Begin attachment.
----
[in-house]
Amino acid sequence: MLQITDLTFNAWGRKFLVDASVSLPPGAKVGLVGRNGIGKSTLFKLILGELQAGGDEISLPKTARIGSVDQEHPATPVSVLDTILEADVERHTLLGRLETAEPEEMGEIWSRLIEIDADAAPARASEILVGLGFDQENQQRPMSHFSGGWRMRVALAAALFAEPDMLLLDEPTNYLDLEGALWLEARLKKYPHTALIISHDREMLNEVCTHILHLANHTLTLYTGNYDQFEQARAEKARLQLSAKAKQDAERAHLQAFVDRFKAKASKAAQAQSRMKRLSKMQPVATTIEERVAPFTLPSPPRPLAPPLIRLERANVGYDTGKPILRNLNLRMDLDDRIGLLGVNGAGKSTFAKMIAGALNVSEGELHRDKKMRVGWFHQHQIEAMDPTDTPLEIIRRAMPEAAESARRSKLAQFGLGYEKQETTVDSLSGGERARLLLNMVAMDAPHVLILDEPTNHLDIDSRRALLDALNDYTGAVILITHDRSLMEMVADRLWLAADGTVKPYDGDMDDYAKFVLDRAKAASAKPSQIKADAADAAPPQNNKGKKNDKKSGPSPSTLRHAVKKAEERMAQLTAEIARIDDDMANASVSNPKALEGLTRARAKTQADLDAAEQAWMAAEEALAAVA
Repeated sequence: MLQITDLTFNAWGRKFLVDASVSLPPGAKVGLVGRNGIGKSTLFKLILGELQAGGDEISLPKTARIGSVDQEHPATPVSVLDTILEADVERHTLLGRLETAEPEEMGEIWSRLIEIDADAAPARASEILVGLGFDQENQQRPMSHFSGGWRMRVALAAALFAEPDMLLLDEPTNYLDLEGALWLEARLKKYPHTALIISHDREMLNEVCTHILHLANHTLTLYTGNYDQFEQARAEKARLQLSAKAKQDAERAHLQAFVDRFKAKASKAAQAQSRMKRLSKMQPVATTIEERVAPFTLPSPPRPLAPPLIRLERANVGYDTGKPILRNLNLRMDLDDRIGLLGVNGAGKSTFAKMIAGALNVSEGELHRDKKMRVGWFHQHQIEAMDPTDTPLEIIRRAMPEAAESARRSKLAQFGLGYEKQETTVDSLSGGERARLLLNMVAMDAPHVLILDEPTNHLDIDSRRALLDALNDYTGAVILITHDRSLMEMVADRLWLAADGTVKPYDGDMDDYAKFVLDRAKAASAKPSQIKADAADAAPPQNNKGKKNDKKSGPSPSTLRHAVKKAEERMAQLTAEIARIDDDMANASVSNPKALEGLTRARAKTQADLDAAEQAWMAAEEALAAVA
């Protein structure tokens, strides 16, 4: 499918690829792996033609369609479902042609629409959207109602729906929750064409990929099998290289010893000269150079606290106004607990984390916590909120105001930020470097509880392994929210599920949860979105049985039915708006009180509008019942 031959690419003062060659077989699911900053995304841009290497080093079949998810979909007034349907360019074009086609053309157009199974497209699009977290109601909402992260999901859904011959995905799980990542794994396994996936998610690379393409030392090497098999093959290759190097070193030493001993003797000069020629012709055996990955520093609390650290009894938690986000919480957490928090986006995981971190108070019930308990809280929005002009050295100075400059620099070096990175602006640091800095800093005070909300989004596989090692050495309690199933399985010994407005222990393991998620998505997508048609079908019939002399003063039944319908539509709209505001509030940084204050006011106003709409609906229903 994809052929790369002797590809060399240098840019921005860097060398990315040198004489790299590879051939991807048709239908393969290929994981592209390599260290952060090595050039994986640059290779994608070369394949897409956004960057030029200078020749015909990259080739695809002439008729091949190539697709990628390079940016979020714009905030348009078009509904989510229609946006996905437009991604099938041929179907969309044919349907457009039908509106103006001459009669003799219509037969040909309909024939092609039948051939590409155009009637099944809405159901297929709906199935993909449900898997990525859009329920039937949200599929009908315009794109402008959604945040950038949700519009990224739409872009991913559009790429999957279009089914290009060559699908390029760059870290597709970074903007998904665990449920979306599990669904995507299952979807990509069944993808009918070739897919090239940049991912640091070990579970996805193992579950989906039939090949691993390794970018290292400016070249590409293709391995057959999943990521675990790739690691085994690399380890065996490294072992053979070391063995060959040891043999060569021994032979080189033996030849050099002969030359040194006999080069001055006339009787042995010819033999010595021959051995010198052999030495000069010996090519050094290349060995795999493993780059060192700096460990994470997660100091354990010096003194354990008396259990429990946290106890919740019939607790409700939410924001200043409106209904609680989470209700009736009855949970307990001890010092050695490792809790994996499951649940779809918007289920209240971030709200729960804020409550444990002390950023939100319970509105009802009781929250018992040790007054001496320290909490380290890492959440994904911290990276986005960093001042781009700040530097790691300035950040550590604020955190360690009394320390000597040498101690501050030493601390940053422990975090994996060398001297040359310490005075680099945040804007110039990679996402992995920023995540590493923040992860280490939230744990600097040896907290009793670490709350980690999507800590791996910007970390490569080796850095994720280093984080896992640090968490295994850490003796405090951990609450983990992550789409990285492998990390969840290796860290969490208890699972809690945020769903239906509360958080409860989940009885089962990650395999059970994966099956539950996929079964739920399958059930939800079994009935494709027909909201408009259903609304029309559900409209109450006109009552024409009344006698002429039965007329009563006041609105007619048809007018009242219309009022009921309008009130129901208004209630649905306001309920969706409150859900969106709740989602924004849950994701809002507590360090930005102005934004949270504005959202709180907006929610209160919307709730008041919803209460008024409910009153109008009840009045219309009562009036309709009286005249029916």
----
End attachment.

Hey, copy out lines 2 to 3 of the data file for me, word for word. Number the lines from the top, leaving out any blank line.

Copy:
Amino acid sequence: MLQITDLTFNAWGRKFLVDASVSLPPGAKVGLVGRNGIGKSTLFKLILGELQAGGDEISLPKTARIGSVDQEHPATPVSVLDTILEADVERHTLLGRLETAEPEEMGEIWSRLIEIDADAAPARASEILVGLGFDQENQQRPMSHFSGGWRMRVALAAALFAEPDMLLLDEPTNYLDLEGALWLEARLKKYPHTALIISHDREMLNEVCTHILHLANHTLTLYTGNYDQFEQARAEKARLQLSAKAKQDAERAHLQAFVDRFKAKASKAAQAQSRMKRLSKMQPVATTIEERVAPFTLPSPPRPLAPPLIRLERANVGYDTGKPILRNLNLRMDLDDRIGLLGVNGAGKSTFAKMIAGALNVSEGELHRDKKMRVGWFHQHQIEAMDPTDTPLEIIRRAMPEAAESARRSKLAQFGLGYEKQETTVDSLSGGERARLLLNMVAMDAPHVLILDEPTNHLDIDSRRALLDALNDYTGAVILITHDRSLMEMVADRLWLAADGTVKPYDGDMDDYAKFVLDRAKAASAKPSQIKADAADAAPPQNNKGKKNDKKSGPSPSTLRHAVKKAEERMAQLTAEIARIDDDMANASVSNPKALEGLTRARAKTQADLDAAEQAWMAAEEALAAVA
Repeated sequence: MLQITDLTFNAWGRKFLVDASVSLPPGAKVGLVGRNGIGKSTLFKLILGELQAGGDEISLPKTARIGSVDQEHPATPVSVLDTILEADVERHTLLGRLETAEPEEMGEIWSRLIEIDADAAPARASEILVGLGFDQENQQRPMSHFSGGWRMRVALAAALFAEPDMLLLDEPTNYLDLEGALWLEARLKKYPHTALIISHDREMLNEVCTHILHLANHTLTLYTGNYDQFEQARAEKARLQLSAKAKQDAERAHLQAFVDRFKAKASKAAQAQSRMKRLSKMQPVATTIEERVAPFTLPSPPRPLAPPLIRLERANVGYDTGKPILRNLNLRMDLDDRIGLLGVNGAGKSTFAKMIAGALNVSEGELHRDKKMRVGWFHQHQIEAMDPTDTPLEIIRRAMPEAAESARRSKLAQFGLGYEKQETTVDSLSGGERARLLLNMVAMDAPHVLILDEPTNHLDIDSRRALLDALNDYTGAVILITHDRSLMEMVADRLWLAADGTVKPYDGDMDDYAKFVLDRAKAASAKPSQIKADAADAAPPQNNKGKKNDKKSGPSPSTLRHAVKKAEERMAQLTAEIARIDDDMANASVSNPKALEGLTRARAKTQADLDAAEQAWMAAEEALAAVA